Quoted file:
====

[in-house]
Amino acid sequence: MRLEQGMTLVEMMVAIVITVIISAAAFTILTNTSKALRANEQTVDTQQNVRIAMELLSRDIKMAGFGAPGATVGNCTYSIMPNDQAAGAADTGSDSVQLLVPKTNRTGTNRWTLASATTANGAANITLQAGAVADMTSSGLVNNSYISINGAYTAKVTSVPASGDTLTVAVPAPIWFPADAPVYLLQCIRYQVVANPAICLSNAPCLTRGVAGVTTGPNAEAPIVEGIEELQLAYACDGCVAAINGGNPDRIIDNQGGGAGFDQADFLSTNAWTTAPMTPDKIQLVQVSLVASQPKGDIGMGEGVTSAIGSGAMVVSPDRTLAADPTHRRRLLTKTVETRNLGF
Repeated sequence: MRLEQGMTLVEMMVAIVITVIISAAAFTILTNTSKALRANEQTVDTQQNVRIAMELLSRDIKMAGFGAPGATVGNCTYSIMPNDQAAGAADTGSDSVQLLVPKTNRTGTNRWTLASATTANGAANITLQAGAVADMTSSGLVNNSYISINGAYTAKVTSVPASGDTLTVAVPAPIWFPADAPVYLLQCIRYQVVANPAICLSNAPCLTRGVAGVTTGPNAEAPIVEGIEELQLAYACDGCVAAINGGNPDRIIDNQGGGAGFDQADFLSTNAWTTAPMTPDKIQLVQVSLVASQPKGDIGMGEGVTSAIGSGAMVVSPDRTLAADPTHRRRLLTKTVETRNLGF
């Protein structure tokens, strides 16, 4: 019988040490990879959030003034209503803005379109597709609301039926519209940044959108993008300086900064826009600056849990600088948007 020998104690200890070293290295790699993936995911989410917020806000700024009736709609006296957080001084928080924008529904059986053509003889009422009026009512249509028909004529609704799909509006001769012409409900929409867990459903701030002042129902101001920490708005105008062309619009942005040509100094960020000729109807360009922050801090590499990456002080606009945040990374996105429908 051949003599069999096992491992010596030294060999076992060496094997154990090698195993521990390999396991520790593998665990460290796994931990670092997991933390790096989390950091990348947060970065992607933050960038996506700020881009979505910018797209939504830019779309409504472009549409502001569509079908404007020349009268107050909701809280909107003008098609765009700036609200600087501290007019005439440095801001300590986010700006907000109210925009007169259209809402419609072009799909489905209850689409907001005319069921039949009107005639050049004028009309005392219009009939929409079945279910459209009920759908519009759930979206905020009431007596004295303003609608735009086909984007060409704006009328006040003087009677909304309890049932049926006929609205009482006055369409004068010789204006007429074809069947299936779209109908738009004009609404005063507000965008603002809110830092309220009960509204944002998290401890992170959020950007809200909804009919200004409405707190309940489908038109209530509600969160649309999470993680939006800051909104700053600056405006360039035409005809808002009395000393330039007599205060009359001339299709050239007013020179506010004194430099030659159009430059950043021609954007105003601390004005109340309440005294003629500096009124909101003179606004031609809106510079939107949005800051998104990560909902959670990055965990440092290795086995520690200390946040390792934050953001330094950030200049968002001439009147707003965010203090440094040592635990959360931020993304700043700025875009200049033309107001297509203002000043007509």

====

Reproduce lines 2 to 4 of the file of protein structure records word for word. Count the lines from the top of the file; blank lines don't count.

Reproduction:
Amino acid sequence: MRLEQGMTLVEMMVAIVITVIISAAAFTILTNTSKALRANEQTVDTQQNVRIAMELLSRDIKMAGFGAPGATVGNCTYSIMPNDQAAGAADTGSDSVQLLVPKTNRTGTNRWTLASATTANGAANITLQAGAVADMTSSGLVNNSYISINGAYTAKVTSVPASGDTLTVAVPAPIWFPADAPVYLLQCIRYQVVANPAICLSNAPCLTRGVAGVTTGPNAEAPIVEGIEELQLAYACDGCVAAINGGNPDRIIDNQGGGAGFDQADFLSTNAWTTAPMTPDKIQLVQVSLVASQPKGDIGMGEGVTSAIGSGAMVVSPDRTLAADPTHRRRLLTKTVETRNLGF
Repeated sequence: MRLEQGMTLVEMMVAIVITVIISAAAFTILTNTSKALRANEQTVDTQQNVRIAMELLSRDIKMAGFGAPGATVGNCTYSIMPNDQAAGAADTGSDSVQLLVPKTNRTGTNRWTLASATTANGAANITLQAGAVADMTSSGLVNNSYISINGAYTAKVTSVPASGDTLTVAVPAPIWFPADAPVYLLQCIRYQVVANPAICLSNAPCLTRGVAGVTTGPNAEAPIVEGIEELQLAYACDGCVAAINGGNPDRIIDNQGGGAGFDQADFLSTNAWTTAPMTPDKIQLVQVSLVASQPKGDIGMGEGVTSAIGSGAMVVSPDRTLAADPTHRRRLLTKTVETRNLGF
């Protein structure tokens, strides 16, 4: 019988040490990879959030003034209503803005379109597709609301039926519209940044959108993008300086900064826009600056849990600088948007 020998104690200890070293290295790699993936995911989410917020806000700024009736709609006296957080001084928080924008529904059986053509003889009422009026009512249509028909004529609704799909509006001769012409409900929409867990459903701030002042129902101001920490708005105008062309619009942005040509100094960020000729109807360009922050801090590499990456002080606009945040990374996105429908 051949003599069999096992491992010596030294060999076992060496094997154990090698195993521990390999396991520790593998665990460290796994931990670092997991933390790096989390950091990348947060970065992607933050960038996506700020881009979505910018797209939504830019779309409504472009549409502001569509079908404007020349009268107050909701809280909107003008098609765009700036609200600087501290007019005439440095801001300590986010700006907000109210925009007169259209809402419609072009799909489905209850689409907001005319069921039949009107005639050049004028009309005392219009009939929409079945279910459209009920759908519009759930979206905020009431007596004295303003609608735009086909984007060409704006009328006040003087009677909304309890049932049926006929609205009482006055369409004068010789204006007429074809069947299936779209109908738009004009609404005063507000965008603002809110830092309220009960509204944002998290401890992170959020950007809200909804009919200004409405707190309940489908038109209530509600969160649309999470993680939006800051909104700053600056405006360039035409005809808002009395000393330039007599205060009359001339299709050239007013020179506010004194430099030659159009430059950043021609954007105003601390004005109340309440005294003629500096009124909101003179606004031609809106510079939107949005800051998104990560909902959670990055965990440092290795086995520690200390946040390792934050953001330094950030200049968002001439009147707003965010203090440094040592635990959360931020993304700043700025875009200049033309107001297509203002000043007509």